There’s a related problem. Consider some kind of game involving meteors that fall from the sky towards the Earth. You have fighters of some kind that fly around and try to shoot the meteors. We have an established way of handling a meteors hitting the Earth or a fighter flying into the ground and crashing: We write a .hitsGround() method for meteors and for fighters.

Whenever something hits the ground, we invoke its .hitsGround() method, and it handles the rest. A fighter hitting the ground will cost so many victory points and trigger a certain animation. A meteor hitting the ground will cost a different number of victory points and trigger a different animation.

And it’s easy to add new kinds of things that can hit the ground. As long as they implement .hitsGround(), we’re good. Each object knows what to do.

This resembles encapsulation, but it’s actually called ad hoc polymorphism. It’s not an object hiding its state from tampering, it’s an object hiding its semantic type from the code that uses it. Fighters and meteors both have the same structural type, but different semantic types and different behaviour.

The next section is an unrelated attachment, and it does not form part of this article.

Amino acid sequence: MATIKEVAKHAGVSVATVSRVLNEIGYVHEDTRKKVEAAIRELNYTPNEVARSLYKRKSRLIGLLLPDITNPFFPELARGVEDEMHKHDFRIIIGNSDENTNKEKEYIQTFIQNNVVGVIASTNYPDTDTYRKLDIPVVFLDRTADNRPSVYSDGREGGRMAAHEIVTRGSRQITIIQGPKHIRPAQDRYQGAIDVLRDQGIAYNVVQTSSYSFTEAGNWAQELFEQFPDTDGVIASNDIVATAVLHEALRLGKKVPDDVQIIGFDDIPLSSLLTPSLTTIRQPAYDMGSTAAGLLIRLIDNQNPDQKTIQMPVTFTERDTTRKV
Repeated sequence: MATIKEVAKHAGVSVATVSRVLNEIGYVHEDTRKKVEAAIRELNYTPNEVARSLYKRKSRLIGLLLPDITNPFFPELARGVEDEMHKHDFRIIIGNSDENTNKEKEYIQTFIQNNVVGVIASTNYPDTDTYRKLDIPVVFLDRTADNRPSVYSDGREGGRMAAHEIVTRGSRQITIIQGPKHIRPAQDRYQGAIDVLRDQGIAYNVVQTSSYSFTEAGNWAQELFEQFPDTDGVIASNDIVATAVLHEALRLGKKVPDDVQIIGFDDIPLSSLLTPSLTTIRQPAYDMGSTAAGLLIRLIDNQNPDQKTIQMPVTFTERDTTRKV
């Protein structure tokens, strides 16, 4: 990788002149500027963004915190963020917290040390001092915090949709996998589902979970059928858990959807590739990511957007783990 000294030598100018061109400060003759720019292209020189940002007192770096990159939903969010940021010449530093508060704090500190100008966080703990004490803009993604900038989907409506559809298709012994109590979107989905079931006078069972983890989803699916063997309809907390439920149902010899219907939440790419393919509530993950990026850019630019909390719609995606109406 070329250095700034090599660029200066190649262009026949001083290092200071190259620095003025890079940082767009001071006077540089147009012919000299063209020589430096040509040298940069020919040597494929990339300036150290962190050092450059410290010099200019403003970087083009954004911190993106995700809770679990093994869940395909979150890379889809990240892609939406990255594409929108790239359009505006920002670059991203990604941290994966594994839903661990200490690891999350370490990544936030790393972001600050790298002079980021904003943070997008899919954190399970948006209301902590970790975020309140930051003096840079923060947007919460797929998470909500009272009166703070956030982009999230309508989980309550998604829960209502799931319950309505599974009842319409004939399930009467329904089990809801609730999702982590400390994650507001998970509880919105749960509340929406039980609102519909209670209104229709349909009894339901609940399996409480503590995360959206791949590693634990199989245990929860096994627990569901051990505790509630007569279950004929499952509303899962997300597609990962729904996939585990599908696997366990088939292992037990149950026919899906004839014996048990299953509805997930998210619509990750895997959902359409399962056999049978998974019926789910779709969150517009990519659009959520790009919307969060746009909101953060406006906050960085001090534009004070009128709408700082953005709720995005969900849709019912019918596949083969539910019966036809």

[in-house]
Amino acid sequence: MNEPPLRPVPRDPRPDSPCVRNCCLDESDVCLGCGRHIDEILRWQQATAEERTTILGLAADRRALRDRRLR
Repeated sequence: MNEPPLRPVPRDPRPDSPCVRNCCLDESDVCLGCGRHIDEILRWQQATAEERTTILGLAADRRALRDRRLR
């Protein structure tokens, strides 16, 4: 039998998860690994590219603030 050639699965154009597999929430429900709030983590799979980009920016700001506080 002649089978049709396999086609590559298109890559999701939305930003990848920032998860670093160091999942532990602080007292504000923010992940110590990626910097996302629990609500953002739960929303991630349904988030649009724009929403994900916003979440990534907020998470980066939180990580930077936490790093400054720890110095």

“Standard” OO, as practiced by Smalltalk and its descendants on down to JavaScript, makes heavy use of polymorphism. The mechanism is known as single dispatch because given an expression like a.b(c,d), The choice of method to invoke given the method b is made based on a single receiver, a. The identities of c and d are irrelevant to choosing the code to handle the method invocation.

Single-dispatch handles crashing into the ground brilliantly. It also handles things like adjusting the balance of a bank account brilliantly. But not everything fits the single dispatch model.

Consider a fighter crashing into a meteor. Or another fighter. Or a meteor crashing into a fighter. Or a meteor crashing into another meteor. If we write a method like .crashInto(otherObject), then right away we have an antipattern, there are things that ought to be symmetrical, but we’re forcing an asymmetry on them. This is vaguely like forcing class A to extend B because we don’t have a convenient way to compose metaobjects.

In languages with no other option, we’re forced to do things like have one object’s method know an extraordinary amount of information about another object. For example, if a fighter’s .crashInto(otherObject) method can handle crashing into meteors, we’re imbuing fighters with knowledge about meteors.